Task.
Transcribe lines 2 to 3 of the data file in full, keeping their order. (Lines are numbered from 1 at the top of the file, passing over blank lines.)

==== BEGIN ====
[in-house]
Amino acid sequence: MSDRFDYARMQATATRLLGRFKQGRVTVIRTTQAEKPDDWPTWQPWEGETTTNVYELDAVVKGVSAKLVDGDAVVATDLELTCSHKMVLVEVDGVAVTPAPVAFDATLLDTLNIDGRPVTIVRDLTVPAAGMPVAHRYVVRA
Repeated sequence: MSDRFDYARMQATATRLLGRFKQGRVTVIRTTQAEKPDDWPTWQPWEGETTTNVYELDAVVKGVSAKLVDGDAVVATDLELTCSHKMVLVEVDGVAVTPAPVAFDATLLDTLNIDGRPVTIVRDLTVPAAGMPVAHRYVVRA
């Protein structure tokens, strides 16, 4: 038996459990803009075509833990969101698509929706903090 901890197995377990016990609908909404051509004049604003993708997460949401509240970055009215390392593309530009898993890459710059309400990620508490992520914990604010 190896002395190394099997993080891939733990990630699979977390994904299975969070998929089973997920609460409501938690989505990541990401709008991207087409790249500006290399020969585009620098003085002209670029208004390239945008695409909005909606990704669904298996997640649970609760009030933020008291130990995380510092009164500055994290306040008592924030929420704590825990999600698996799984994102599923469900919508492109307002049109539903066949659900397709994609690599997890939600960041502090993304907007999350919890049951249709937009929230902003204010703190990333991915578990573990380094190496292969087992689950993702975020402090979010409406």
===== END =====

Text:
Amino acid sequence: MSDRFDYARMQATATRLLGRFKQGRVTVIRTTQAEKPDDWPTWQPWEGETTTNVYELDAVVKGVSAKLVDGDAVVATDLELTCSHKMVLVEVDGVAVTPAPVAFDATLLDTLNIDGRPVTIVRDLTVPAAGMPVAHRYVVRA
Repeated sequence: MSDRFDYARMQATATRLLGRFKQGRVTVIRTTQAEKPDDWPTWQPWEGETTTNVYELDAVVKGVSAKLVDGDAVVATDLELTCSHKMVLVEVDGVAVTPAPVAFDATLLDTLNIDGRPVTIVRDLTVPAAGMPVAHRYVVRA